Biden proposes $6.8tn budget and tax hikes for rich

The article reports on U.S. President Joe Biden’s proposed budget plan for the fiscal year starting in October, which includes significant government spending and higher taxes on the wealthy. Biden unveiled the plan at a union hall in the swing state of Pennsylvania, where he challenged Republican opponents on fiscal responsibility and highlighted plans to cut U.S. deficits nearly $3 trillion over 10 years by raising taxes on those earning more than $400,000 a year.

The proposed budget would increase federal spending to $6.8 trillion from the $6.2 trillion expected to be spent in the current fiscal year. Biden seeks to fund the higher spending and reduce the deficit by imposing a 25% minimum tax on billionaires and nearly doubling the capital gains tax from 20%. He also wants to quadruple a 1% stock buyback tax and roll back some corporate tax breaks enacted in 2017 under former Republican President Donald Trump.

However, the plan faces stiff opposition from Republican lawmakers, who describe it as “reckless.” Large parts of Biden’s agenda are unlikely ever to be enacted by the current Congress, which is now controlled by Republicans after the November midterm elections.

Despite the political messaging, the Biden budget makes it clear that the aging U.S. population means legally mandated spending on social programs will continue to be a long-term drag. The budget projects more than $1 trillion deficits every year over the next 10 years, even if Biden gets his requests for higher taxes and cost-cutting measures. Total U.S. debt would rise to nearly 110% of annual gross domestic product in 2033, a figure that rivals the peaks during the country’s mobilization for World War II.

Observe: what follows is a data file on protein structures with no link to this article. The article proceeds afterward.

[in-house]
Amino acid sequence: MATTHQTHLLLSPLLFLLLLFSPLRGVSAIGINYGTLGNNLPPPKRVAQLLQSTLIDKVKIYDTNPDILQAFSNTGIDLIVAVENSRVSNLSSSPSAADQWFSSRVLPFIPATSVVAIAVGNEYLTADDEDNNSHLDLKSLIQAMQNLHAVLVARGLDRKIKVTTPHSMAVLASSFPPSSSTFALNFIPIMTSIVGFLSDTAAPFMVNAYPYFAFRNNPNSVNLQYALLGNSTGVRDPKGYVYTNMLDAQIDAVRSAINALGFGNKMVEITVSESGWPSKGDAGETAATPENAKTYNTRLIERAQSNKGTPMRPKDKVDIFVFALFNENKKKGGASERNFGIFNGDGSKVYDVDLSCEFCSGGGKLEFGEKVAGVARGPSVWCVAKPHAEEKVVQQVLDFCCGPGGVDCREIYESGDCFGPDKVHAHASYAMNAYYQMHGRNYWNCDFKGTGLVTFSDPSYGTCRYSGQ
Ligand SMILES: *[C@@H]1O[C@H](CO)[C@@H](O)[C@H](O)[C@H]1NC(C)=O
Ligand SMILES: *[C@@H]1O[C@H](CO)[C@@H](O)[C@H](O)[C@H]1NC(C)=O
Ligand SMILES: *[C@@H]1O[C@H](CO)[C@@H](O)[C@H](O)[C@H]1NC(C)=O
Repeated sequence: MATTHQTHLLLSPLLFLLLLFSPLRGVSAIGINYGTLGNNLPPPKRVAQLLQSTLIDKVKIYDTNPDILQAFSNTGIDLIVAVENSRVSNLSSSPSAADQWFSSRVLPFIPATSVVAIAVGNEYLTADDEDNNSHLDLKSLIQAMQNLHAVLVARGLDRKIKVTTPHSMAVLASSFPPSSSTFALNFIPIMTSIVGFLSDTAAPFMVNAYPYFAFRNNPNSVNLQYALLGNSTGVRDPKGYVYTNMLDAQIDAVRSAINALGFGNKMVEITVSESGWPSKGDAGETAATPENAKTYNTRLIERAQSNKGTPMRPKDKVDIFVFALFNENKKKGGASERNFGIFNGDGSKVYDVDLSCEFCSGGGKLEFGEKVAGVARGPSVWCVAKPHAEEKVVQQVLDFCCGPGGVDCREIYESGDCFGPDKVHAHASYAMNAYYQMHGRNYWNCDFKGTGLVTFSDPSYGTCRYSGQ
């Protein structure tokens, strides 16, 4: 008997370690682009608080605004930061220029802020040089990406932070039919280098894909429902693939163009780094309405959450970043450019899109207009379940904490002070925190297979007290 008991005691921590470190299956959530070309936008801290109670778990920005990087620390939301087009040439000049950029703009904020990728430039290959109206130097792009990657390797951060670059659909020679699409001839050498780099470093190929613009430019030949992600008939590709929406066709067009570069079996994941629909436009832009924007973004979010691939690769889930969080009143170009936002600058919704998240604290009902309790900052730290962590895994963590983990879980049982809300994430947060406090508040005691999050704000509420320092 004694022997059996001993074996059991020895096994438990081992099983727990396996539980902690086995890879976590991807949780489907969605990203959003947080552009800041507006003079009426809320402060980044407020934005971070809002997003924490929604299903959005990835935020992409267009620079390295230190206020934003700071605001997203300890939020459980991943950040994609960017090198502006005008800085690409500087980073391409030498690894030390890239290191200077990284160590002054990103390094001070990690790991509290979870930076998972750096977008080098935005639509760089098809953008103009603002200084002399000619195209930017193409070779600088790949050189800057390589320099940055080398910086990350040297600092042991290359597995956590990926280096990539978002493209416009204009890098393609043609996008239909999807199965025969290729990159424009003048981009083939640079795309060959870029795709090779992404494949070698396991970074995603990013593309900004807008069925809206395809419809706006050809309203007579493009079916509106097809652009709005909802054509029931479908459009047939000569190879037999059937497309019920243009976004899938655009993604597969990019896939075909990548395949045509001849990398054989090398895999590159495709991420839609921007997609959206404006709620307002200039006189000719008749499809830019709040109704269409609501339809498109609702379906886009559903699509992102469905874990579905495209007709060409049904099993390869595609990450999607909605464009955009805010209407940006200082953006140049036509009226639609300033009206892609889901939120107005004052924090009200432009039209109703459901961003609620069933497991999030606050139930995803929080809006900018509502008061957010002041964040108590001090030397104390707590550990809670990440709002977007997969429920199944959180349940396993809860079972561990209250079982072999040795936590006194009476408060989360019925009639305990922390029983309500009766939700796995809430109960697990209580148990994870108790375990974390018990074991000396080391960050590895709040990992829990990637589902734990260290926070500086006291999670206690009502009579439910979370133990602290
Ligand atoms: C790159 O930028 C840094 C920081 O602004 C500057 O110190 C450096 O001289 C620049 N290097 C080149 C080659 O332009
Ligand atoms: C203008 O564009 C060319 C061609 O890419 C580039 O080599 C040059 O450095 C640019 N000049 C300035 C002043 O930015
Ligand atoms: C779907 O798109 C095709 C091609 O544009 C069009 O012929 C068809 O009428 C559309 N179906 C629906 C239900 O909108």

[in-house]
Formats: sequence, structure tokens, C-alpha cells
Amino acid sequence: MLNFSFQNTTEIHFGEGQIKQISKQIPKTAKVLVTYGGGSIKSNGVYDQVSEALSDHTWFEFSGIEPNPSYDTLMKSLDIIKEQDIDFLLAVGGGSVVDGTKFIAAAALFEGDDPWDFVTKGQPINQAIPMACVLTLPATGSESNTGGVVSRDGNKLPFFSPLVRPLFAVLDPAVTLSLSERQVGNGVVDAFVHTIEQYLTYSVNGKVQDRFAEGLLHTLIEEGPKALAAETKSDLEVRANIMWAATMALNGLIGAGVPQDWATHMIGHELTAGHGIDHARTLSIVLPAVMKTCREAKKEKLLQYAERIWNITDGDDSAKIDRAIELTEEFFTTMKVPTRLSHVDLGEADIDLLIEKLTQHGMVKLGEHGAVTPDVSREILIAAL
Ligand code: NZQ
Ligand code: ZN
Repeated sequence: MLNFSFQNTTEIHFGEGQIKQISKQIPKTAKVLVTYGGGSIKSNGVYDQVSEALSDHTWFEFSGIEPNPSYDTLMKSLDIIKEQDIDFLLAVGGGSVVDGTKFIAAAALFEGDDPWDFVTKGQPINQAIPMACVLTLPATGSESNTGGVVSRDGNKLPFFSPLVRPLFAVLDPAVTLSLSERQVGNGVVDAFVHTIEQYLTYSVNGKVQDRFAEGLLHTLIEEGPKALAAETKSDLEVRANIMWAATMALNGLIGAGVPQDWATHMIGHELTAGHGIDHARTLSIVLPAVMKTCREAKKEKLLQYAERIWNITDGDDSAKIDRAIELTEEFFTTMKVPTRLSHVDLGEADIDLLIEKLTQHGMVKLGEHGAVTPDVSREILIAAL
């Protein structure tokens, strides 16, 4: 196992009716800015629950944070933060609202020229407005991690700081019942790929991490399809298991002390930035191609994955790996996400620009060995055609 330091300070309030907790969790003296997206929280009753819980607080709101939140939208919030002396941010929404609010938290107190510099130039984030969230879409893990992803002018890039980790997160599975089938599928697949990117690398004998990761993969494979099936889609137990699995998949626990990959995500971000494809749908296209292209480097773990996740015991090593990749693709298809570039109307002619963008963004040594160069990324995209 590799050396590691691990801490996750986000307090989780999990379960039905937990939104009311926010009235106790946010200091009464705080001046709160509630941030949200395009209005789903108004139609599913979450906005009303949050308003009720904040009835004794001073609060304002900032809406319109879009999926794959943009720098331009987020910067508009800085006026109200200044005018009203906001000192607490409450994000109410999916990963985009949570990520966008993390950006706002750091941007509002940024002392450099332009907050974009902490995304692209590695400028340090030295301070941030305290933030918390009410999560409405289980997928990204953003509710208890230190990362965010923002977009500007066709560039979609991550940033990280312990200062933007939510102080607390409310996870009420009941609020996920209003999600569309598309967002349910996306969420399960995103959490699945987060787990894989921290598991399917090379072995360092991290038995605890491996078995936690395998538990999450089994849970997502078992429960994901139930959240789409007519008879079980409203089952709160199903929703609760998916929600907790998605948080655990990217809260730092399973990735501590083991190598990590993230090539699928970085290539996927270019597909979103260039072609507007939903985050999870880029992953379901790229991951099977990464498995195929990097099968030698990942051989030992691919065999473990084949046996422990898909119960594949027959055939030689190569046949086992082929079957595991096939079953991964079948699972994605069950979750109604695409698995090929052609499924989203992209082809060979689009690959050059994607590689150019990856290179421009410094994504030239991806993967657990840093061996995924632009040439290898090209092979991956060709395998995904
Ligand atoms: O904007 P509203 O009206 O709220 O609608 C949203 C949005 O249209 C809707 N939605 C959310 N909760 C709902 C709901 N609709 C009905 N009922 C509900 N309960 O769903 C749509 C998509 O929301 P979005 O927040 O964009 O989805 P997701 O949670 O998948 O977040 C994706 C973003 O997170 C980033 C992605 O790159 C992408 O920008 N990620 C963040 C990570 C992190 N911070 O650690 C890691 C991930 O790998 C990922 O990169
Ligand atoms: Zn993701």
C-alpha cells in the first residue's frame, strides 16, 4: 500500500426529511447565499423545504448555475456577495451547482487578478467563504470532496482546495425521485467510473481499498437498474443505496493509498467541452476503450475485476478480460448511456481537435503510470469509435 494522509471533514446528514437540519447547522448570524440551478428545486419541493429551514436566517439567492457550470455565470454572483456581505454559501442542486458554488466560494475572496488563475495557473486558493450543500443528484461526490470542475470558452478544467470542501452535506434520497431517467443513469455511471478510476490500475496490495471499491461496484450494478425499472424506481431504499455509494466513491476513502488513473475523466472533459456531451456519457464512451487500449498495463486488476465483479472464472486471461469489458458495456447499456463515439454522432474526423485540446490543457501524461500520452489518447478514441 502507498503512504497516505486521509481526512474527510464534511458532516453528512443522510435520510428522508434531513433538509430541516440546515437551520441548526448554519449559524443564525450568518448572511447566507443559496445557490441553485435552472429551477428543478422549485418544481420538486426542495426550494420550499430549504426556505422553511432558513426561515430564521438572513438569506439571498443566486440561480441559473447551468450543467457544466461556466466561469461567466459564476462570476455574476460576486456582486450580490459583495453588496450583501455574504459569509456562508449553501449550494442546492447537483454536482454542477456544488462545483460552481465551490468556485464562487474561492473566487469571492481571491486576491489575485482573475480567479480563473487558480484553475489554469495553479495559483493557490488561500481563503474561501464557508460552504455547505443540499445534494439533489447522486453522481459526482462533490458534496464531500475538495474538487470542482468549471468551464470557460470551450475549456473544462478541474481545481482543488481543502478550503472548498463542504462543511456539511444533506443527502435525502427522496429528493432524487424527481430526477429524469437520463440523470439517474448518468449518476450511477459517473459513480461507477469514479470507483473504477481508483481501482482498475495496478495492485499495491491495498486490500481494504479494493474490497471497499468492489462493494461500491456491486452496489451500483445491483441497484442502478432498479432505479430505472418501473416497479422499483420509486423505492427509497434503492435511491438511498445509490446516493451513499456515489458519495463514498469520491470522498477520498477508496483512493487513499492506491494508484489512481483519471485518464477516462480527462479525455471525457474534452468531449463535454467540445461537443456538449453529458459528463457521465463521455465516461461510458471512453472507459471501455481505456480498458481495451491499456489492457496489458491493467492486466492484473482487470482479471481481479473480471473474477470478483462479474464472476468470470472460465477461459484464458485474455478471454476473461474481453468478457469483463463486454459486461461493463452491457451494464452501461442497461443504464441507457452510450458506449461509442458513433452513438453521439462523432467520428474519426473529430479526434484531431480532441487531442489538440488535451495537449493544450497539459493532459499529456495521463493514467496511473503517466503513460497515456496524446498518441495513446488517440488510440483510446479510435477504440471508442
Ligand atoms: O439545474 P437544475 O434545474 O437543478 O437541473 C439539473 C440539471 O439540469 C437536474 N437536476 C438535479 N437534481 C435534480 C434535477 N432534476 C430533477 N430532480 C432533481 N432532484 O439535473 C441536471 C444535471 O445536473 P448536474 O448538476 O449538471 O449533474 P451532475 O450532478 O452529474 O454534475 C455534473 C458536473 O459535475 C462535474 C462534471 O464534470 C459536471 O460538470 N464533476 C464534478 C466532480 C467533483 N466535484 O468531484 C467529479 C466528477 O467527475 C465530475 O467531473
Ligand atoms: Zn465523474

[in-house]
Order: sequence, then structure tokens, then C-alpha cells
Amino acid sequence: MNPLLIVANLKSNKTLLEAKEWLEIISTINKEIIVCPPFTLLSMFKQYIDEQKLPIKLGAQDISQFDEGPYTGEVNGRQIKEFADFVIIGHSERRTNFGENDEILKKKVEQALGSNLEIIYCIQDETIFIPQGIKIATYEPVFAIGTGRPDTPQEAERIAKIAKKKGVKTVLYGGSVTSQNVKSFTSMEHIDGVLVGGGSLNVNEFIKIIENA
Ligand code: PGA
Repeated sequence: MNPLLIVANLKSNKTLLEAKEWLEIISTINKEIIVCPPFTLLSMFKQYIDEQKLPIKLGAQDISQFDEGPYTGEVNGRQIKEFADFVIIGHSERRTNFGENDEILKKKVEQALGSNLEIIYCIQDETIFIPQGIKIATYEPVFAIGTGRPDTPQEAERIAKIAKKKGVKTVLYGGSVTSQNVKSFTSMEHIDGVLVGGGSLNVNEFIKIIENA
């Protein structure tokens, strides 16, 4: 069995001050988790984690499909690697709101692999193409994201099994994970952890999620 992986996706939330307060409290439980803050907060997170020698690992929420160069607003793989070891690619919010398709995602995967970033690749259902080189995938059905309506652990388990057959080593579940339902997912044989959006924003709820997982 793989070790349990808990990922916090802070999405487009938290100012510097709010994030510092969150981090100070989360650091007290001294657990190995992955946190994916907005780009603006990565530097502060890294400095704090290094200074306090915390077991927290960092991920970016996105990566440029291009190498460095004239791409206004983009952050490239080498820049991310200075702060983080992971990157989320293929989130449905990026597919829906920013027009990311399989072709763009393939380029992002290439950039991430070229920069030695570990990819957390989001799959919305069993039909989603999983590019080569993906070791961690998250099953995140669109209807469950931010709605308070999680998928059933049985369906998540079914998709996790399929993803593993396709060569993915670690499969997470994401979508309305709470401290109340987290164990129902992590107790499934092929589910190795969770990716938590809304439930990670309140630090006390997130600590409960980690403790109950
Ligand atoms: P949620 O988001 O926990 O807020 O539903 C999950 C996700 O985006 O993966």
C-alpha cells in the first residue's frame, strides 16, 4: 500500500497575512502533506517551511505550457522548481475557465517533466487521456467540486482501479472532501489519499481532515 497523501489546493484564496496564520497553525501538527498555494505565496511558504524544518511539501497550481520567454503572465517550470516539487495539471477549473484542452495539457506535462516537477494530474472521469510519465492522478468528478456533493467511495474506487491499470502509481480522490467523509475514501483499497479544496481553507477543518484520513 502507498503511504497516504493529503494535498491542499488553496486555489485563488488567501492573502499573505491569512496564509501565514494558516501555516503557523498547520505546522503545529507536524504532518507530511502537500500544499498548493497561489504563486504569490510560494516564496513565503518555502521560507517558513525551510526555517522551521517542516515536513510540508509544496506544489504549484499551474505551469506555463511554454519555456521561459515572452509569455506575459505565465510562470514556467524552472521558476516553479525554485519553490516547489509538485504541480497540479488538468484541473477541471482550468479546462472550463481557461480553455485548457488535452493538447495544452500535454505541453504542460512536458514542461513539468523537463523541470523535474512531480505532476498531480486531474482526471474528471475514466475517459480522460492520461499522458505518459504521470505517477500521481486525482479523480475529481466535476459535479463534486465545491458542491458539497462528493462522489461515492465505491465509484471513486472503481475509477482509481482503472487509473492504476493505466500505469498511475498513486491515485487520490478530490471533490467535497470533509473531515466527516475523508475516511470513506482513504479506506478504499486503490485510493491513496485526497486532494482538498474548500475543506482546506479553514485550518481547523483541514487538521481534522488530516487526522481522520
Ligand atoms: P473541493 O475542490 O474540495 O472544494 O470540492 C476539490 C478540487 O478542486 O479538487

The proposed budget also includes significant spending on areas like national defense, healthcare subsidies, cancer research, first-time homebuyers, rail safety, and preschool for all four-year-olds. Biden requested $886 billion in spending for national defense, a 3.2% increase over the number enacted for the 2023 fiscal year.

While some economists have praised the measures on paid leave, climate, and funding for schools in high-poverty neighborhoods, others believe the budget does not go far enough to address dangerous debt levels. The Committee for a Responsible Federal Budget advocacy group, for example, said that Biden deserved at least a participation trophy for his deficit reduction proposals, but that deficit reduction would ultimately need to be nearly three times that large.

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